Conductors Note | Suor Angelica
Of all of Puccini’s operas, Suor Angelica is truly one of my favorites. With elements of a perfect emotional thriller (hope, betrayal, and sacrifice), it is a story of two closed and powerful societies, one religious, the other aristocratic, connected by a provocative secret. As beautiful melodies are the trademarks of Puccini’s works, this opera contains some of the composer’s most breathtaking efforts. But Puccini’s genius lies not just in his ability to spin stunning tunes. Whether consciously done or otherwise, he has given each character a specific orchestral color, following them throughout like a faithful companion: bright chords and shorter melodies from the woodwinds accompany the sisters’ conversations during leisure. Muted trumpets appear with prayers and during “Amen”, suggesting celestial messages from beyond. Subtle uses of dynamics and the placement of the flute in its lowest register suggest the mournfulness of time’s passage. Perhaps the most dramatic and stirring moment occurs when Sister Angelica sings her first uninterrupted, long melodic line “desires are the flowers of the living, never blooming in the realms of death,” quietly supported by the strings and the woodwinds, before the orchestra surges upwards to match the depths of her sadness, foreshadowing the tragedy to come. In an environment of constant restraint, the sisters are shocked into silence, while the orchestra expresses the barely controlled tension in the room.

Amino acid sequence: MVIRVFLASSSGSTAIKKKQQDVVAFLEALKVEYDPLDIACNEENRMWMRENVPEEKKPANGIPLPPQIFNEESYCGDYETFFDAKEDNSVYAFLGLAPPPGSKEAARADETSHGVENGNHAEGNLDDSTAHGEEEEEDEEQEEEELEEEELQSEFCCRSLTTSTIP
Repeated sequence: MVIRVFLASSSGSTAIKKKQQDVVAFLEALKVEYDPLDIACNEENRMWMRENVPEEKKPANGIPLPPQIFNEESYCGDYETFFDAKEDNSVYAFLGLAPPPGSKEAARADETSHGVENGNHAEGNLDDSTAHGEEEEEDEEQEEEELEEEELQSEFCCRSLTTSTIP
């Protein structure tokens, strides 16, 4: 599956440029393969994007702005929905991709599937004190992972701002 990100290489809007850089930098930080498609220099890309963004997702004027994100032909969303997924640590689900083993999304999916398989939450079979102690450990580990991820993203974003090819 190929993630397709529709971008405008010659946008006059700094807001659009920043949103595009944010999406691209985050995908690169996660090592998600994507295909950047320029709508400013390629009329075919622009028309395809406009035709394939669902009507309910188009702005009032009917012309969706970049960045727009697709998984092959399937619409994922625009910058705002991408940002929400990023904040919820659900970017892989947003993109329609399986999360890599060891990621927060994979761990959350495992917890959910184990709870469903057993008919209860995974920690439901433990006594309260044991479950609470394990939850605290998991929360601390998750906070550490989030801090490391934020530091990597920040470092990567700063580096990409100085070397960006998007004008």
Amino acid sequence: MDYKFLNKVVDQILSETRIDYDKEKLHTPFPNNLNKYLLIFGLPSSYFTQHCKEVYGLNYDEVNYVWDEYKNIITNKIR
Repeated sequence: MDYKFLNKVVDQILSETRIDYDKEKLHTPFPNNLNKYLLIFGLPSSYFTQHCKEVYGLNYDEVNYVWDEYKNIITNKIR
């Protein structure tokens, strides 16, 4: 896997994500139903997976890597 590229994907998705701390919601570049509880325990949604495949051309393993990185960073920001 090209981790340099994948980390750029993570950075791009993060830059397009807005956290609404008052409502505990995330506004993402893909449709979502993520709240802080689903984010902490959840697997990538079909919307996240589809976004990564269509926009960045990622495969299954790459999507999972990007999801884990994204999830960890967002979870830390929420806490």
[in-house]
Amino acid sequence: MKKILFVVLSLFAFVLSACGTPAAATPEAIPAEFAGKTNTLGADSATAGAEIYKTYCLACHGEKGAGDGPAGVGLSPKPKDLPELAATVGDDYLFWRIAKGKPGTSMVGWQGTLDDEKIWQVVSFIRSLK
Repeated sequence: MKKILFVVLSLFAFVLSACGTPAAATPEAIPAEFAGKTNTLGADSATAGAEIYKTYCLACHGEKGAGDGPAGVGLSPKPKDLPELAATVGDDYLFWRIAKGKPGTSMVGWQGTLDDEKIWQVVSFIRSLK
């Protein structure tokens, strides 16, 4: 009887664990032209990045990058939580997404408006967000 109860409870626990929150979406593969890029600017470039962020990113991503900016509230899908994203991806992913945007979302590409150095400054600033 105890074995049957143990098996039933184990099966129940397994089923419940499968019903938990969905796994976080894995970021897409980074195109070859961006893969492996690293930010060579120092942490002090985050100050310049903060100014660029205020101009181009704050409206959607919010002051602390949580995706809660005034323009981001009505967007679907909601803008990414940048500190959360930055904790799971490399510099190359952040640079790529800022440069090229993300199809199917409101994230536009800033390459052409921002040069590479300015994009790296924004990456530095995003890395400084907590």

— Judith Yan